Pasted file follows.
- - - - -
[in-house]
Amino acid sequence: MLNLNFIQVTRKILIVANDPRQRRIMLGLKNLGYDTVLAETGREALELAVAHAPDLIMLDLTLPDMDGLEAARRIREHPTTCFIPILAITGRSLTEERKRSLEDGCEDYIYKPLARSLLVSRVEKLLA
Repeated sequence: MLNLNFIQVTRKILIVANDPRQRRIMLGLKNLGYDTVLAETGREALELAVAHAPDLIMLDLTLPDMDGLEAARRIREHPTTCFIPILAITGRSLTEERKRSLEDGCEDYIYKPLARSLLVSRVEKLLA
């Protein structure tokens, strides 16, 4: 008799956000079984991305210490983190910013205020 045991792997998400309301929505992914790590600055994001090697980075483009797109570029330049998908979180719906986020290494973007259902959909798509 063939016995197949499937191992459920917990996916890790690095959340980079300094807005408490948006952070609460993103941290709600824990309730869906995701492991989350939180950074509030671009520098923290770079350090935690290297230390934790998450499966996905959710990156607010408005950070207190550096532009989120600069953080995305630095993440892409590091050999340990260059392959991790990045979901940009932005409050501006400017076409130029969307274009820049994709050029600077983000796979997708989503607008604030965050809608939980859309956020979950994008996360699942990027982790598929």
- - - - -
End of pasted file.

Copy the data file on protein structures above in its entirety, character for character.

[in-house]
Amino acid sequence: MLNLNFIQVTRKILIVANDPRQRRIMLGLKNLGYDTVLAETGREALELAVAHAPDLIMLDLTLPDMDGLEAARRIREHPTTCFIPILAITGRSLTEERKRSLEDGCEDYIYKPLARSLLVSRVEKLLA
Repeated sequence: MLNLNFIQVTRKILIVANDPRQRRIMLGLKNLGYDTVLAETGREALELAVAHAPDLIMLDLTLPDMDGLEAARRIREHPTTCFIPILAITGRSLTEERKRSLEDGCEDYIYKPLARSLLVSRVEKLLA
């Protein structure tokens, strides 16, 4: 008799956000079984991305210490983190910013205020 045991792997998400309301929505992914790590600055994001090697980075483009797109570029330049998908979180719906986020290494973007259902959909798509 063939016995197949499937191992459920917990996916890790690095959340980079300094807005408490948006952070609460993103941290709600824990309730869906995701492991989350939180950074509030671009520098923290770079350090935690290297230390934790998450499966996905959710990156607010408005950070207190550096532009989120600069953080995305630095993440892409590091050999340990260059392959991790990045979901940009932005409050501006400017076409130029969307274009820049994709050029600077983000796979997708989503607008604030965050809608939980859309956020979950994008996360699942990027982790598929």